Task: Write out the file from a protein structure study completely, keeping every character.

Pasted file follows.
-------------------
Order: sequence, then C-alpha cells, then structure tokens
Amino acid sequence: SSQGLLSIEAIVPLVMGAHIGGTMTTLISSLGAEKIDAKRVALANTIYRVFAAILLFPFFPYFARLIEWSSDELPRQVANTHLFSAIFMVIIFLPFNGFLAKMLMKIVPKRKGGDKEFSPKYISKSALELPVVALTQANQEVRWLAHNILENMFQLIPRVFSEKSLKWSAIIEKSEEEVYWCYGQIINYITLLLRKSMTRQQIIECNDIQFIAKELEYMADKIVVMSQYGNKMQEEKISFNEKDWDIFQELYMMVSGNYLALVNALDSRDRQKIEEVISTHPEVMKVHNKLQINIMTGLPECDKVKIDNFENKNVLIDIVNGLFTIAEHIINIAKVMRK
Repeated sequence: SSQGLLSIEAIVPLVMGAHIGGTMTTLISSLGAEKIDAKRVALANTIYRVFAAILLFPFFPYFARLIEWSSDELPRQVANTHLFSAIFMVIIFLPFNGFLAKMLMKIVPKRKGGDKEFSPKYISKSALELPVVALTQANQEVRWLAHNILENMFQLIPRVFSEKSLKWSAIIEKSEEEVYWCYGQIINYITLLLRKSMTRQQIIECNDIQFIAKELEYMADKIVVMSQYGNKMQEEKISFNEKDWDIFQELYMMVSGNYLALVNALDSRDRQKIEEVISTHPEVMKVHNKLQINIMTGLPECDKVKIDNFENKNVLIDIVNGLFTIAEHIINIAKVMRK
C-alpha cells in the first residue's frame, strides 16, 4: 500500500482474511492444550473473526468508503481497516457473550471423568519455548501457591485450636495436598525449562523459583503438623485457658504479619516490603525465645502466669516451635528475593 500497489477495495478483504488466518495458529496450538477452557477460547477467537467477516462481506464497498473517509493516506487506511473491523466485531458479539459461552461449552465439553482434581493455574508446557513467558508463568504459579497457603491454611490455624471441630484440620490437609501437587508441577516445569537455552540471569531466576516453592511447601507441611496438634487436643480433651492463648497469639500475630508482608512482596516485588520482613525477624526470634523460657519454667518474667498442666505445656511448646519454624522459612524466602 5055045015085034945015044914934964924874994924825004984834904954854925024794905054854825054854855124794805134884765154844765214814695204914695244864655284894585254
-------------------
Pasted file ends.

Order: sequence, then C-alpha cells, then structure tokens
Amino acid sequence: SSQGLLSIEAIVPLVMGAHIGGTMTTLISSLGAEKIDAKRVALANTIYRVFAAILLFPFFPYFARLIEWSSDELPRQVANTHLFSAIFMVIIFLPFNGFLAKMLMKIVPKRKGGDKEFSPKYISKSALELPVVALTQANQEVRWLAHNILENMFQLIPRVFSEKSLKWSAIIEKSEEEVYWCYGQIINYITLLLRKSMTRQQIIECNDIQFIAKELEYMADKIVVMSQYGNKMQEEKISFNEKDWDIFQELYMMVSGNYLALVNALDSRDRQKIEEVISTHPEVMKVHNKLQINIMTGLPECDKVKIDNFENKNVLIDIVNGLFTIAEHIINIAKVMRK
Repeated sequence: SSQGLLSIEAIVPLVMGAHIGGTMTTLISSLGAEKIDAKRVALANTIYRVFAAILLFPFFPYFARLIEWSSDELPRQVANTHLFSAIFMVIIFLPFNGFLAKMLMKIVPKRKGGDKEFSPKYISKSALELPVVALTQANQEVRWLAHNILENMFQLIPRVFSEKSLKWSAIIEKSEEEVYWCYGQIINYITLLLRKSMTRQQIIECNDIQFIAKELEYMADKIVVMSQYGNKMQEEKISFNEKDWDIFQELYMMVSGNYLALVNALDSRDRQKIEEVISTHPEVMKVHNKLQINIMTGLPECDKVKIDNFENKNVLIDIVNGLFTIAEHIINIAKVMRK
C-alpha cells in the first residue's frame, strides 16, 4: 500500500482474511492444550473473526468508503481497516457473550471423568519455548501457591485450636495436598525449562523459583503438623485457658504479619516490603525465645502466669516451635528475593 500497489477495495478483504488466518495458529496450538477452557477460547477467537467477516462481506464497498473517509493516506487506511473491523466485531458479539459461552461449552465439553482434581493455574508446557513467558508463568504459579497457603491454611490455624471441630484440620490437609501437587508441577516445569537455552540471569531466576516453592511447601507441611496438634487436643480433651492463648497469639500475630508482608512482596516485588520482613525477624526470634523460657519454667518474667498442666505445656511448646519454624522459612524466602 5055045015085034945015044914934964924874994924825004984834904954854925024794905054854825054854855124794805134884765154844765214814695204914695244864655284894585254